Employment Developments in Central and Eastern Europe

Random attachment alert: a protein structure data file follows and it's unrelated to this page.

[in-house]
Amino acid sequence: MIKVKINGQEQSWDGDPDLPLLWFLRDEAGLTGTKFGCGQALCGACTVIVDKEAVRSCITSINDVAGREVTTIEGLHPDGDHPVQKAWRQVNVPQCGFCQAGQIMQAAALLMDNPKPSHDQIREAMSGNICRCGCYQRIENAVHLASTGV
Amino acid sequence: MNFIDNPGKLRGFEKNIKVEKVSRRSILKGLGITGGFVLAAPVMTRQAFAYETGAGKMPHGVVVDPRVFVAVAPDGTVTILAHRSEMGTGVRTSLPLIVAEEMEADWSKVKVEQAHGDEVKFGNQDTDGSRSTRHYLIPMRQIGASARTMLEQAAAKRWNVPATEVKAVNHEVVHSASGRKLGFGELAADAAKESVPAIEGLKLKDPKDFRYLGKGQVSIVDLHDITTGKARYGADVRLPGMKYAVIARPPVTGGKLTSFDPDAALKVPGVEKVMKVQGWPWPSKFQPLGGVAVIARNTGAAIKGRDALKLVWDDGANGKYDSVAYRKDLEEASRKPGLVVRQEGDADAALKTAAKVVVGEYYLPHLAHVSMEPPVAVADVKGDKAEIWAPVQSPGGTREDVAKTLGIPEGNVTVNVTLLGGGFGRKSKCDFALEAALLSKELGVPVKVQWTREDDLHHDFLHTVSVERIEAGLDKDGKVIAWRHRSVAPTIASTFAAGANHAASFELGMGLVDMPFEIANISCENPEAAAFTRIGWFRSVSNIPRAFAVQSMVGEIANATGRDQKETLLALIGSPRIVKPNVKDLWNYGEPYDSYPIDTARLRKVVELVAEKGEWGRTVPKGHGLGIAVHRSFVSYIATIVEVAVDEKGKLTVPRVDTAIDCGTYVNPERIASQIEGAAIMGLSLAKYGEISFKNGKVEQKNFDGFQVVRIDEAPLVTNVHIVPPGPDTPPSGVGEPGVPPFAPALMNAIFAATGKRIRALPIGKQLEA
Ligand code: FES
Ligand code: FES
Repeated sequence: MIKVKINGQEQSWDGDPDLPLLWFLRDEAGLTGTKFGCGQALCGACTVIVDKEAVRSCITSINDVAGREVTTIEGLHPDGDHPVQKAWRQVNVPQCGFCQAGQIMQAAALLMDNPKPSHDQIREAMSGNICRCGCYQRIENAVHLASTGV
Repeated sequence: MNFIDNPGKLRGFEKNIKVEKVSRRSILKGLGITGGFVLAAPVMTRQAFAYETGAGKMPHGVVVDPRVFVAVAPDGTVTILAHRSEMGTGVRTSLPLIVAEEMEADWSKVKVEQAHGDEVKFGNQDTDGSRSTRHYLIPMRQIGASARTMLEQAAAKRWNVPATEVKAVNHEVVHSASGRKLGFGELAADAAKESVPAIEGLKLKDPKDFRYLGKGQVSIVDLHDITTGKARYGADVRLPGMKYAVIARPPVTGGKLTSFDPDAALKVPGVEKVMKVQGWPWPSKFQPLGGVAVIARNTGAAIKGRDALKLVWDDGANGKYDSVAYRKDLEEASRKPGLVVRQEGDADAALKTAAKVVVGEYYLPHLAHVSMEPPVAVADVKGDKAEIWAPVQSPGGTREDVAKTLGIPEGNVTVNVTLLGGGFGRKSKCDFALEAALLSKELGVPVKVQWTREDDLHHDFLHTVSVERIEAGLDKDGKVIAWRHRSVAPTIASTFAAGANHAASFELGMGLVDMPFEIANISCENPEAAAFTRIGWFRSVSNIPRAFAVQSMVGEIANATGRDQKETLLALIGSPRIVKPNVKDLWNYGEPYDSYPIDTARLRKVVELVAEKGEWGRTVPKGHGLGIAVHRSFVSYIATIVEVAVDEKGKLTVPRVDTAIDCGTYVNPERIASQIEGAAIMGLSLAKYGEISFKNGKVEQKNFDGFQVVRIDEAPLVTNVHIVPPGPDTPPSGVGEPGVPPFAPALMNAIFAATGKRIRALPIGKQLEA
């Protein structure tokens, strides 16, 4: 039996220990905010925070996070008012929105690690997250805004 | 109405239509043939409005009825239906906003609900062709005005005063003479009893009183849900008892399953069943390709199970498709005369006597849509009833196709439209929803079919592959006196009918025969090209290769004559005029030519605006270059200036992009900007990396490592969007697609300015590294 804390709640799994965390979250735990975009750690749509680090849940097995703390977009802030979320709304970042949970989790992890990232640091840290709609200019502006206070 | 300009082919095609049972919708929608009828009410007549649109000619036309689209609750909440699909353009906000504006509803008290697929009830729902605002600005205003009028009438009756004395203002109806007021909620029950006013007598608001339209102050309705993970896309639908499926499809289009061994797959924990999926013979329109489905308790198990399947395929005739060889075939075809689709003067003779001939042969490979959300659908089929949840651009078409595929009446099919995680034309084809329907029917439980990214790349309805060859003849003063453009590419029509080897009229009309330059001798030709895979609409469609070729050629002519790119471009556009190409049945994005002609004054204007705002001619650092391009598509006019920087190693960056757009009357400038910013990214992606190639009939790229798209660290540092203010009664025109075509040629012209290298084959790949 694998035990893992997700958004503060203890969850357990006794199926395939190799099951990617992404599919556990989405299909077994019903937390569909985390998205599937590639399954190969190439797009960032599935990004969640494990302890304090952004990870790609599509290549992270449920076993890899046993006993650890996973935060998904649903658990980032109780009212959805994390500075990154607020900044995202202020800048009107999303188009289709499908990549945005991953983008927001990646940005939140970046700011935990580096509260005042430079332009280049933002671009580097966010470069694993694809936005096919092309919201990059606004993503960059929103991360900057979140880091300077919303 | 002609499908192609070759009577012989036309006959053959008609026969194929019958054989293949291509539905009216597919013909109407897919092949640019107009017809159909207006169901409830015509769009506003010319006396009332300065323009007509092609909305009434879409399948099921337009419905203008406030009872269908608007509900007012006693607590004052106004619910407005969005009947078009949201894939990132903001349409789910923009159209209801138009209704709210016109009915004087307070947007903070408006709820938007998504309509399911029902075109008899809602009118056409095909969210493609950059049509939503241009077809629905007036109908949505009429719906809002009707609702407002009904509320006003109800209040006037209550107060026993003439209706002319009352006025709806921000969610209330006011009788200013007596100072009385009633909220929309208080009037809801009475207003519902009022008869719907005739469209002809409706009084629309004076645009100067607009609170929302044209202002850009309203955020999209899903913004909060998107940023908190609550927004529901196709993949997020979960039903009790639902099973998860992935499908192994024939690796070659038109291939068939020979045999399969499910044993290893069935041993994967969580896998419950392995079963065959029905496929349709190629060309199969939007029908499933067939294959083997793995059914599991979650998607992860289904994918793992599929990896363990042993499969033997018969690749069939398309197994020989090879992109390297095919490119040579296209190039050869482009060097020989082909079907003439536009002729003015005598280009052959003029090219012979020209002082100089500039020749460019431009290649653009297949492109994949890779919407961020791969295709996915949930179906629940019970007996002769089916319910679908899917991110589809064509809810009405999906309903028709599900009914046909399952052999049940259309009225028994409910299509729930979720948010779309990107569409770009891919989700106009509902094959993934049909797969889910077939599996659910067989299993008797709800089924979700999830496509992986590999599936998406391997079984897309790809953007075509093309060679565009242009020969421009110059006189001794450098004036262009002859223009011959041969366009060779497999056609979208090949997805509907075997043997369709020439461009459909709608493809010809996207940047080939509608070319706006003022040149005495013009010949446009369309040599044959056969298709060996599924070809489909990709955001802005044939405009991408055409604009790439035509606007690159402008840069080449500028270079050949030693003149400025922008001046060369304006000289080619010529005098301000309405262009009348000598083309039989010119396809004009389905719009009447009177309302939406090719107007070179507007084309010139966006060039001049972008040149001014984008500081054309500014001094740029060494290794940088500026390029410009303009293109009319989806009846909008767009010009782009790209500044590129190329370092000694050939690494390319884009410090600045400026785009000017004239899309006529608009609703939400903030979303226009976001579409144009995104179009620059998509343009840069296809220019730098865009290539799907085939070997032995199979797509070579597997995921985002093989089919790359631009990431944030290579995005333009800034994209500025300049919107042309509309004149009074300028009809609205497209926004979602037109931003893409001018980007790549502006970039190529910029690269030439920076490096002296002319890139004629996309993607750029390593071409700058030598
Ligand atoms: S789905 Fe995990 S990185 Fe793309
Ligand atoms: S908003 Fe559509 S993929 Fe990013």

The present study examines the evolution of employment and labour market trends in the new EU member states (NMS), the accession countries (ACs) and the countries of Southeastern Europe (SEE) over the past decade and a half. It focuses on selected labour market indicators and compares them with developments in the EU-15. The main findings of the study are presented by country groups In the NMS and the two ACs Bulgaria and Romania, job creation remains low despite high economic growth in most countries. Hence, the employment elasticity of output growth is rather low, but varying by country. In most countries employment and activity rates declined significantly over the transition period up to the early 2000s and started to increase moderately thereafter. In general, the transition period was characterized by a de industrialization and de agrarianization process, while the services sector – market services in particular – became the main employer. Some countries, however, emerged as industrial locations, with manufacturing employment resuming growth recently. The extent of this recovery differed from country to country. Overall, new job creation in services and manufacturing has compensated for job destruction in other activities at least in some of the NMS in the past few years. In most countries the growth of unemployment has come to a halt but structural features have remained unchanged or even deteriorated. Long-term unemployment has become a serious problem in all NMS and the ACs. It has reached much higher levels than in the old EU and continues to rise in the majority of countries. Youth unemployment is particularly high in the Slovak Republic and in Poland. The labour markets in Southeast Europe (SEE) differ substantially from those in the NMS due to the delayed start of the transition, large informal sector activities, traditionally high labour migration (including brain drain) and the already high level of unemployment at the outset of transition. Employment rates are generally on the decline except in Croatia and low compared to European standards. The employment structure shows a picture diverging from that in the NMS and the EU 15, with a continued emphasis on agricultural employment, absorbing workers laid off in other sectors or providing subsistence activity due to the low job creation in the formal sector. A common feature of all countries in the region is the sharp contraction of industrial employment, reflecting the slow recovery of industry after the strong contraction in the 1990s. The services sector is underdeveloped as compared with the NMS and the EU-15. But, taking into account the large informal sector that concentrates traditionally on services sector activities (together with agriculture and construction), the information obtained from official figures seems to underestimate the actual size of that sector. Unemployment in SEE started from a much higher level than in the NMS and is now ranging between 21% in Serbia and 39% in Kosovo – Croatia being the only exception, with comparatively low and declining unemployment, at about 13%. The problem of long-term unemployment is even more severe in SEE than in the other transition countries and the proportion of those who are affected is by far higher.